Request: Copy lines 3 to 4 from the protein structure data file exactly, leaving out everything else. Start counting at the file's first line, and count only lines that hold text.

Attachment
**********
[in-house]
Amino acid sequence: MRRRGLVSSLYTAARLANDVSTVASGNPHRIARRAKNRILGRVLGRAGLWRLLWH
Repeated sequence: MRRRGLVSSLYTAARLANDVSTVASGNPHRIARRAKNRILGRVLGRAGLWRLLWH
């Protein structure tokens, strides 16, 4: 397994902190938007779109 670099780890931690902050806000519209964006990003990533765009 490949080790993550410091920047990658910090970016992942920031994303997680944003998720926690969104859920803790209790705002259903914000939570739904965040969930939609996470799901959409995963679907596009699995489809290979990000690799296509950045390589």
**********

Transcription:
Repeated sequence: MRRRGLVSSLYTAARLANDVSTVASGNPHRIARRAKNRILGRVLGRAGLWRLLWH
């Protein structure tokens, strides 16, 4: 397994902190938007779109 670099780890931690902050806000519209964006990003990533765009 490949080790993550410091920047990658910090970016992942920031994303997680944003998720926690969104859920803790209790705002259903914000939570739904965040969930939609996470799901959409995963679907596009699995489809290979990000690799296509950045390589």